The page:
I believe one of the problems is that I don’t have a yogurt-maker or even a thermos but have instead kept the yogurt warm using whatever is at hand. I think it cools too quickly.

Home-made yogurt
Cooking time
Total time
This recipe is for full-fuss yogurt: the only special equipment used was a thermometer.
Recipe type: Breakfast
Cuisine: European
Serves: 1 kg
  • 1 litre Graham's Jersey Gold milk, or similar, full-fat milk
  • 25 grams skimmed milk powder
  • 2 teaspoons yogurt
  1. In a saucepan, heat the milk to lukewarm and stir in the milk powder.
  2. Bring up to 90°C (almost a boil) stirring constantly so the powder doesn't catch on the bottom.
  3. Take the milk off the hob and let cool to about 42°C (or when you can comfortably keep a - clean - finger submerged for 10 seconds).
  4. Whisk in the starter yogurt.
  5. Pour the cultured milk into a clean container (ideally earthenware or glass) and keep somewhere warm-ish for 8-12 hours. The ideal temp is 40°C.


My third batch used 1 litre Jersey Gold milk, 25 grams skimmed milk powder and two teaspoons Greek yoghurt as a starter. I put the milk in a glass container, wrapped it in the fibre insulation from my AllPlants delivery and put it in the boiler cupboard which is a little warmer than the kitchen. 11 hours later I had a litre of thick, creamy yogurt with a pleasant, light flavour. It’s still a tiny bit long in structure, but it’s a huge improvement on my previous attempts.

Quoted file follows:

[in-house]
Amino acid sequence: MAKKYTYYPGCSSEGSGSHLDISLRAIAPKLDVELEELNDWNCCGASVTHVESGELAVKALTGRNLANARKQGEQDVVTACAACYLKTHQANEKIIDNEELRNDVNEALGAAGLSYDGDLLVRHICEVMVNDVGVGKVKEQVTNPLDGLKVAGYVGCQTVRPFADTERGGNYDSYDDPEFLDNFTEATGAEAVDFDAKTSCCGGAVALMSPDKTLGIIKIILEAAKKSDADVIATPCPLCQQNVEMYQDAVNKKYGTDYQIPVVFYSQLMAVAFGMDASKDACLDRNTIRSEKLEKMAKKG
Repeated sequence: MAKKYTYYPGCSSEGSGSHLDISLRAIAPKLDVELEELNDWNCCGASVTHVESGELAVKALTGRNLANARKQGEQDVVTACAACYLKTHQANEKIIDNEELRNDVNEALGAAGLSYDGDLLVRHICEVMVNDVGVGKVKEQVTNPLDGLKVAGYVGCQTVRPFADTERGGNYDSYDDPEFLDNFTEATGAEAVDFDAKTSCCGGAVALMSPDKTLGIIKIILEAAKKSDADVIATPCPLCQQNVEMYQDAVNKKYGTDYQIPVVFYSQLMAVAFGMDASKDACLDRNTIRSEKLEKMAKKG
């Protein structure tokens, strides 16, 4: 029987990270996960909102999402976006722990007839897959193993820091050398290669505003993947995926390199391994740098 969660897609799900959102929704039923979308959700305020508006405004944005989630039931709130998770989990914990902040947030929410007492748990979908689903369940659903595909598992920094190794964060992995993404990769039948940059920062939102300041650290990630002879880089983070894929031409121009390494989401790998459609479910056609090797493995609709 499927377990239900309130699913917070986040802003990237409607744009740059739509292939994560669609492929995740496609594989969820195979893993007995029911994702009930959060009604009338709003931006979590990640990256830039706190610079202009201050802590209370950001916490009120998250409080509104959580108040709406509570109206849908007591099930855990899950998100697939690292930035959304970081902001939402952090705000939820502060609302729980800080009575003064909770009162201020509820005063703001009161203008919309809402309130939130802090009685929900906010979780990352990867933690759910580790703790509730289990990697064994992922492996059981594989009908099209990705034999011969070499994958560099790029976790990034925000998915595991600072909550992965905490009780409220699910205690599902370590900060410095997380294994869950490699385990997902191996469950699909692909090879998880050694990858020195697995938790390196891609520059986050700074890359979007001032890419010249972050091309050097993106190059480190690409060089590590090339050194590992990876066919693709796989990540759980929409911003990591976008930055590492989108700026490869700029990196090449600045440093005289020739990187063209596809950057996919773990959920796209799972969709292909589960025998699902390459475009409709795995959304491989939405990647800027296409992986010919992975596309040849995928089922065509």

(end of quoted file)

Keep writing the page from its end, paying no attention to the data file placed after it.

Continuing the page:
Greek-style home-made yogurt with cherries, blueberries and stem ginger in syrup.

Greek-style home-made yogurt with cherries, blueberries and stem ginger in syrup.


Once you’ve worked out the kinks, making yogurt is really easy, and it is cheaper than buying yogurt. It’s satisfying to make your own but it is also a faff. If I had cows, it’d make more sense to me – fresher milk, better outcome – but since I don’t, I have to go to the shop and get the ingredients. From a cost perspective, it makes sense:

  • 1 kg Greek yogurt £3.50 and gives me 5 servings of yogurt.
  • 1 kg home-made yogurt takes 1 litre milk (£1.00) and 25 grams milk powder (£0.15) and also gives me 5 servings of yogurt.

Making your own is cheaper (not counting electricity or time). I’ve had fun, making yogurt, but I prefer the bought kind. I’ll make more but I’m not going to become a dedicated, life-long yogurt-maker.


* I looked that up. Filmjölk – not the long version but the standard Swedish cultured breakfast milk – is made with milk cooled to about 20C and is fermented for 20 hours at room temperature.

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About Caroline von Schmalensee

Cooking, eating and drinking is fun as well as necessary. I do food for fun and I write for a living. Good food makes the world a more delicious and satisfying place. Good writing, meanwhile, can make the world a less confusing place.